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Last week at the University of Kentucky (UK), two students' cheating plan proved to have a high margin of error.
Henry Lynch, a 21-year-old UK junior, climbed through his school's ceiling ducts after midnight and dropped into his statistics professors' office. He then unlocked the door for his friend, Troy Kiphuth, to join him in looking for their loot: the final exam.
The students' error? Lynch and Kiputh failed to take into account one important variable: the odds that their professor was still in range.
Around 1:30a.m., John Cain returned to his office after picking up a late-night meal to find the door to his office blocked. When he threatened to call the police, the two students swung the door open and ran down the hall.
Later on, the police questioned Lynch and Kiphuth. Lynch confessed not only that he had attempted to steal the final exam, but that this wasn't an isolated certain event—he had attempted to steal an exam two other times but had been unable to find it.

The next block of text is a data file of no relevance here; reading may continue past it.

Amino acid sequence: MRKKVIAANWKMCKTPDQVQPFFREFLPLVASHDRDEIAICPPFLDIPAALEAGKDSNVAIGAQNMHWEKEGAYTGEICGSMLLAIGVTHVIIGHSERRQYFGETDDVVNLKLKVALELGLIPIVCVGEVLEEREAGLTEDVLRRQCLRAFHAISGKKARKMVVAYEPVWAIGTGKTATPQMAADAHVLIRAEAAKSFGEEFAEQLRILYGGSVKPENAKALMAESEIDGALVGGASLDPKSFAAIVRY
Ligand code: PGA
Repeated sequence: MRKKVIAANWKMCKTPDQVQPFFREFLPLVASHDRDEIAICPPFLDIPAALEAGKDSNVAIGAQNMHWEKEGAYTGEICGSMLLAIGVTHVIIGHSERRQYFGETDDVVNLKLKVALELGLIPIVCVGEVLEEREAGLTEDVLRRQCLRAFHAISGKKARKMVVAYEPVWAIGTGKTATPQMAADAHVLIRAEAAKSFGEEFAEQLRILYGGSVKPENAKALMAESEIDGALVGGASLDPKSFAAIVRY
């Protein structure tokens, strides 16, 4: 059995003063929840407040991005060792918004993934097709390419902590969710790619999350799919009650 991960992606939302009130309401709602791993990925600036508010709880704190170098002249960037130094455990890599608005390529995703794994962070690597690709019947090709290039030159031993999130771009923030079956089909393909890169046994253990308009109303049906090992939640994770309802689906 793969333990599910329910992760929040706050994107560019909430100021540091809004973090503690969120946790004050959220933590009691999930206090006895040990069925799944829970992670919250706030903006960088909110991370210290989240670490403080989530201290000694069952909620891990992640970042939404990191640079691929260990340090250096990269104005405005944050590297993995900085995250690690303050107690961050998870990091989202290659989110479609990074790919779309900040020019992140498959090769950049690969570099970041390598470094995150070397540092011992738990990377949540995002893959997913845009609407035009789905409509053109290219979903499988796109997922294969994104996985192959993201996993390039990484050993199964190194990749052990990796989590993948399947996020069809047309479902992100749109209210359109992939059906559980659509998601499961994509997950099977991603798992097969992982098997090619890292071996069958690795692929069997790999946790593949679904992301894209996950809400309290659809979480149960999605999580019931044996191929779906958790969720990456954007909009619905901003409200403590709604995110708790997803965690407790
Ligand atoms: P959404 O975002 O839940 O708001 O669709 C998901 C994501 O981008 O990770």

Lynch claimed there was never a high probability [of] distribution of the exam among his classmates—he only intended to steal it for himself.
What does this mean for the students? Lynch and Kiphuth are being cited with third-degree burglary and UK's Office of Student Conduct will lead a formal investigation to survey the case and determine the best treatment for the students' uncontrolled [cheating] experiment.
Lynch and Kiphuth's break-in is just one sample of many failed attempts at cheating. But there's a causal relation between cheating and getting caught—not even the stealthiest plots are resistant to failure (Blackford, Lexington Herald-Leader, 5/3; .Jaschik, Inside Higher Ed, 5/4; Mele, New York Times, 5/4).
Why do students still risk cheating, even when they know it's risky?
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